When we began Crime Always Pays, we wondered where all the material would come from. Today we have no idea where the time will come from to do justice to all the quality Irish crime fiction that’s out there. Long may you all run.

Nobody Move, This Is A Review: THEFT: A LOVE STORY by Peter Carey

Peter Carey understands that crime is a means and not an end in itself. THE ILLYWHACKER tells the story of Herbert Badgery, ‘self-admitted liar, trickster, and confidence man’; JACK MAGGS explores what might have happened to Dickens’ banished convict Magwitch; THE TRUE HISTORY OF THE KELLY GANG doesn’t do exactly what it says on the tin, but instead fictionalises the infamous Australian outlaws; MY LIFE AS A FAKE concerns itself with literary hoax, while THEFT: A LOVE STORY engages with hoaxing and fakery in the world of modern art. But is Carey, twice a winner of the Man Booker Prize, a crime fiction author?
  Well, yes and no. ‘Yes’ because he is quite obviously obsessed, albeit not exclusively, with the criminal mind. ‘No’ because you won’t find Peter Carey’s novels reviewed in some ‘Crime / Mystery Round-Up’ ghetto tucked away in the corner of a newspaper once a month, an afterthought to the other works of fiction deemed worthy of review. That is not to say that Carey’s novels, in that patronising phrase gaining currency, ‘transcend the genre’. But Carey himself, as an author, name and now virtually a brand, has. This should be a cause for celebration for writers of all genres and none.
  THEFT is typically Carey, in that it’s an exercise in debunking myths, not only of its subject matter, the hysterically pretentious modern art world, but of the craft of writing itself. The story is told in twinned narrative voices, those of Butcher Bones and his ‘idiot savant’ brother Slow Bones, and while both offer a refreshingly earthy and distinctively Aussie take on the art world, it’s Slow Bones who steals the show. Reminiscent in his interior monologues of Patrick McCabe’s THE BUTCHER BOY, which in its turn owes a debt to Jim Thompson’s THE KILLER INSIDE ME, the childlike Slow Bones is by turns crude, perceptive, insightful and potentially homicidal. A pawn in the hands of his ambitious artist brother Butcher, and Butcher’s ruthless lover and art authenticator Marlene, Slow Bones is a deranged angel, his infantile yearnings the only hope for morality in a world in which all reference points, including the quality of the art that sells for millions, are by definition subjective. Carey can’t resist the occasional poetic flourish, but for the most part THEFT reads like it could have been written by (an admittedly giddy) David Goodis or Gil Brewer. Says Butcher:
I have told this bloody story so often. I am accustomed to the expression on my listeners’ faces and I know there must be some essential detail I omit. Most likely that detail is my character, a flaw passed from Blue Bones’ rotten sperm to my own corrupted clay. For I can never have anyone really feel why her confession so thrilled me, why I devoured her slippery soft-muscled mouth in the dancing light of country barbecue near the Shinjuku railway station.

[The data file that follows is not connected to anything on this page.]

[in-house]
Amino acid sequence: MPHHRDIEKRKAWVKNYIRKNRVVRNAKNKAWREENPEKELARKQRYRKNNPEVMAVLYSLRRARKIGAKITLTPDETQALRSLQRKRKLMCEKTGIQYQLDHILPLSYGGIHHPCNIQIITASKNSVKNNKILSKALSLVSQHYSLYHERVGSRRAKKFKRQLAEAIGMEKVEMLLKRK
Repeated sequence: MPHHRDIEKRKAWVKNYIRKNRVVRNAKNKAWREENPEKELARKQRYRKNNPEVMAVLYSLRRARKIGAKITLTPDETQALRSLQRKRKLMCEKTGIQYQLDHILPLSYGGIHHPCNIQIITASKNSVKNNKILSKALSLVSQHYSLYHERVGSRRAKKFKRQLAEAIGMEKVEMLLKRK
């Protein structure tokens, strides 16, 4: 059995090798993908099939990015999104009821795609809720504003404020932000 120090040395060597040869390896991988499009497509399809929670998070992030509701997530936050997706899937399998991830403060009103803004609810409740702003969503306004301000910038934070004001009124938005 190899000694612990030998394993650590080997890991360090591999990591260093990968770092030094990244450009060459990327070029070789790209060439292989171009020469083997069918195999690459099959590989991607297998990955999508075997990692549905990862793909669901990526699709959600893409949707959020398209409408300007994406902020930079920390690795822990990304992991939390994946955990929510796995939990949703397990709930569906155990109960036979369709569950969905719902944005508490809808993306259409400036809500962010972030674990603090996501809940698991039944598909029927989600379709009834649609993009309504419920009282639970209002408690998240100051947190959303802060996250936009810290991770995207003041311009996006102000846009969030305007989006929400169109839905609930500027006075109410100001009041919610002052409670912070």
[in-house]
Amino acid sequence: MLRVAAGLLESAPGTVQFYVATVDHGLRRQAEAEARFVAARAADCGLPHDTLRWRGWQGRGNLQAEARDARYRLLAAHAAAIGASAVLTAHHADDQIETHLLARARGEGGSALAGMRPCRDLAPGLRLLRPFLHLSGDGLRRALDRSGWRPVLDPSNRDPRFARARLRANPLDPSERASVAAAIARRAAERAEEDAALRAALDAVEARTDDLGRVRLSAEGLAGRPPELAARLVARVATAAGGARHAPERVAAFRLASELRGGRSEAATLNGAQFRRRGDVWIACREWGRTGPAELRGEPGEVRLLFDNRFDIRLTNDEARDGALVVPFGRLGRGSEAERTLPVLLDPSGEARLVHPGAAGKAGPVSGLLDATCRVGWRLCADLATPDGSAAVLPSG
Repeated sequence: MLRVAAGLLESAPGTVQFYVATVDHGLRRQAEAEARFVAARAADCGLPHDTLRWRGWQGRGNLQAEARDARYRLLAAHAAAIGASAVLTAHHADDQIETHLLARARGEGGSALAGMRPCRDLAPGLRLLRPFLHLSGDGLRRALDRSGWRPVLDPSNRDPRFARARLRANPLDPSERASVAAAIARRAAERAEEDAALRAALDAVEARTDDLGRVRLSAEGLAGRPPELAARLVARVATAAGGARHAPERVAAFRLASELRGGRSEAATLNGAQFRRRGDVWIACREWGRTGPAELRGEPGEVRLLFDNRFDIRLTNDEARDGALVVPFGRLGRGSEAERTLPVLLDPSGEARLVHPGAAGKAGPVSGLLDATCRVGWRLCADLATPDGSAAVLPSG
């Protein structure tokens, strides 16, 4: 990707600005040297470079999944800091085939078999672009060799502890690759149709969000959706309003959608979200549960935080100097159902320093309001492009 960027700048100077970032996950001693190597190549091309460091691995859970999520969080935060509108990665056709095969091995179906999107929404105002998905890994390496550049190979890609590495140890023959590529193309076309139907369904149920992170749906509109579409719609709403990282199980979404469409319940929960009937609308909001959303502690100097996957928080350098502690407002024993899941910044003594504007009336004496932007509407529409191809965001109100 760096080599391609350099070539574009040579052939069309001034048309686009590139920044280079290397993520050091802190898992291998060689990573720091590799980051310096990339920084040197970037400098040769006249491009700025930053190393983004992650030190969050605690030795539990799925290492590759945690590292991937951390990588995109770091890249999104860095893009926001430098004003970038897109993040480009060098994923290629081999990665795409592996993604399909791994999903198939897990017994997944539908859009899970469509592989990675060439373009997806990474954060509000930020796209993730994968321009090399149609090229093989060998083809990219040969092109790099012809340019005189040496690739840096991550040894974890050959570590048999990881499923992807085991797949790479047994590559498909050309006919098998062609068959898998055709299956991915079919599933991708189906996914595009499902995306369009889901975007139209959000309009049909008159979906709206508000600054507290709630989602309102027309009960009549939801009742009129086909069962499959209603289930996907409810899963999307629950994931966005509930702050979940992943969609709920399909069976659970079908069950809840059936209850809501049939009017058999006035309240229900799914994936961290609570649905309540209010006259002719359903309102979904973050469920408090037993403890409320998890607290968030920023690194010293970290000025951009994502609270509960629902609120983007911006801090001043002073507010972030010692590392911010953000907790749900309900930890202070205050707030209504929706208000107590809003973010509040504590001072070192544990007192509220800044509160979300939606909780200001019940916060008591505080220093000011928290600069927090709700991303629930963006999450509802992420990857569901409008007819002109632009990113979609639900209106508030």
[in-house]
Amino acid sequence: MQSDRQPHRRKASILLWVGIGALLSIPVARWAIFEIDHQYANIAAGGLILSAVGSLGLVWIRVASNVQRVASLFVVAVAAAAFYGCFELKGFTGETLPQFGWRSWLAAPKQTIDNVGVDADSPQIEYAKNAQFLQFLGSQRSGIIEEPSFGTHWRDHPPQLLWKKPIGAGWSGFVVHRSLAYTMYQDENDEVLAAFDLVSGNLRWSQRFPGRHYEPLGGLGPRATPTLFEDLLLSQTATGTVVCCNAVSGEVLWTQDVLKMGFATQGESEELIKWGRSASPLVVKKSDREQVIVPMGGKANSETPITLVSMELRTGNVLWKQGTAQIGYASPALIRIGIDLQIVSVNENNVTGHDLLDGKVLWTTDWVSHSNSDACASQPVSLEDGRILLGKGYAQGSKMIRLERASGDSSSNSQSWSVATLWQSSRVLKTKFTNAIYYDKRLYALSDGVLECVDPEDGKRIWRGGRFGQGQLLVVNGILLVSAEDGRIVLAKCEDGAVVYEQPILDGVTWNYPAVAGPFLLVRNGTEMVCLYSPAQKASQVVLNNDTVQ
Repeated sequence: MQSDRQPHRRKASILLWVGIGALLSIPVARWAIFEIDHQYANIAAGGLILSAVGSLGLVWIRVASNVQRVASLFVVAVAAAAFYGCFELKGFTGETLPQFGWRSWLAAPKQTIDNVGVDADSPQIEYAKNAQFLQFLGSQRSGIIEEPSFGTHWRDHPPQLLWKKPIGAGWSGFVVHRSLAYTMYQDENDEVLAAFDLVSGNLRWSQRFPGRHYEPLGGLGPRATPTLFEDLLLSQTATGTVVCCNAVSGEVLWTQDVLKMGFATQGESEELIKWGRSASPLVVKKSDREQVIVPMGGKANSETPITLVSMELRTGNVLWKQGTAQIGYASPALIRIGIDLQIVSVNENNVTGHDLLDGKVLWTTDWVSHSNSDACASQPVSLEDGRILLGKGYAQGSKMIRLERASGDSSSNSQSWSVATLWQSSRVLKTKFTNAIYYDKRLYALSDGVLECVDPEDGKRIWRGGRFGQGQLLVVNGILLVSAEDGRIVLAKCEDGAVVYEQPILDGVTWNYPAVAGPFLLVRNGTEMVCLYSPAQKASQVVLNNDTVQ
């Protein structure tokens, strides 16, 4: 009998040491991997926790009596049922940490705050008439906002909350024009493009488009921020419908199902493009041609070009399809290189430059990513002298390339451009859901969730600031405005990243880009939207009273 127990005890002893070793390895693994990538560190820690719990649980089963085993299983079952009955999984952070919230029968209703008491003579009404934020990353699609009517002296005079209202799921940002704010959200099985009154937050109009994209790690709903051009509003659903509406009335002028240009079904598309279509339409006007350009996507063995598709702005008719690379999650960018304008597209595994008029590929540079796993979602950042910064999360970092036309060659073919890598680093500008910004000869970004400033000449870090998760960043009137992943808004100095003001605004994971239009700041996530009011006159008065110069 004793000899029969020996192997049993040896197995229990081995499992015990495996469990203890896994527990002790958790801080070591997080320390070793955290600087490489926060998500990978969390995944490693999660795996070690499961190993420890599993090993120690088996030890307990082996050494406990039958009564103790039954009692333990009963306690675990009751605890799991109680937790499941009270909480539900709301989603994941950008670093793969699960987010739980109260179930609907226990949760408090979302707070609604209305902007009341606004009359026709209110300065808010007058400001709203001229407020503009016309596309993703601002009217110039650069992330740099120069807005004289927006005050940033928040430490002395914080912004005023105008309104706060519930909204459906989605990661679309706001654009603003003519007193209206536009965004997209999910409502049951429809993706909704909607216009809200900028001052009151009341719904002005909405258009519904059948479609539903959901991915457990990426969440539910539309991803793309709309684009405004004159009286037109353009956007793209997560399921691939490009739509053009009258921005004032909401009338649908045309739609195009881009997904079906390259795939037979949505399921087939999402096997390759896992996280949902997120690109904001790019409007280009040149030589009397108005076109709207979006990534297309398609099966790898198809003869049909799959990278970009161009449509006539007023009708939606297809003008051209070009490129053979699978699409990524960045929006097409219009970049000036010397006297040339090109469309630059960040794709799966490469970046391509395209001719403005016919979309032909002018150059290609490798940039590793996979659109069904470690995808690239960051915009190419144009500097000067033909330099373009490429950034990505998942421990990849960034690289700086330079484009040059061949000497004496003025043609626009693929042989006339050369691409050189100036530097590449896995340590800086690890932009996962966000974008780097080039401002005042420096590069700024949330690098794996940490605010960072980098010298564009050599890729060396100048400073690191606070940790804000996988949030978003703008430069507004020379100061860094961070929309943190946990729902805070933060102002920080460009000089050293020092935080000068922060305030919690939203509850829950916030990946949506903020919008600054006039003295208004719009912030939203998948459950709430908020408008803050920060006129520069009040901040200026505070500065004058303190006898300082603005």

So she was a crook!
  Oh the horror! Fuck me dead!
  The real charm here is the way in which Carey addresses some pertinent questions to anyone who loves books. Who decides what is art and what is not? Is anyone truly entitled to claim the role of ‘authenticator’? Can a novel be considered literary if its story is told in (deliciously) profane vernacular? Carey, clearly one of the most gifted wordsmiths of his generation, could easily have told the story of THEFT in any style he chose, from hardboiled prose to a baroque parody of the language used by those who inhabit the rarefied atmosphere of modern art. That he chose not only to puncture the bubble of self-aggrandizing, mutual deception that characterises the art world, but does so in a manner akin to Pollock spattering bullshit all over its ostensibly pristine canvas, the whole shot through with crime fiction tropes, suggests that the gap between what is considered literary and genre fiction may well need to be radically reassessed in the near future.
  For the two to be given equal footing will require the majority of crime writers to improve their prose, and for the majority of literary writers to hone their story-telling – or at least try to remember that the fundamental point of any book is the story it tells. For now, though, the likes of Peter Carey on the one hand and James Lee Burke on the other, both superb and popular stylists who revel in the possibilities of a good story, are close enough to shake hands if they so choose. It may take a bit of work, but there’s no good reason why other writers shouldn’t be able to slip into the wake created by their momentum and produce work that acknowledges its debts and roots but is not confined to any particular genre, or none. – Declan Burke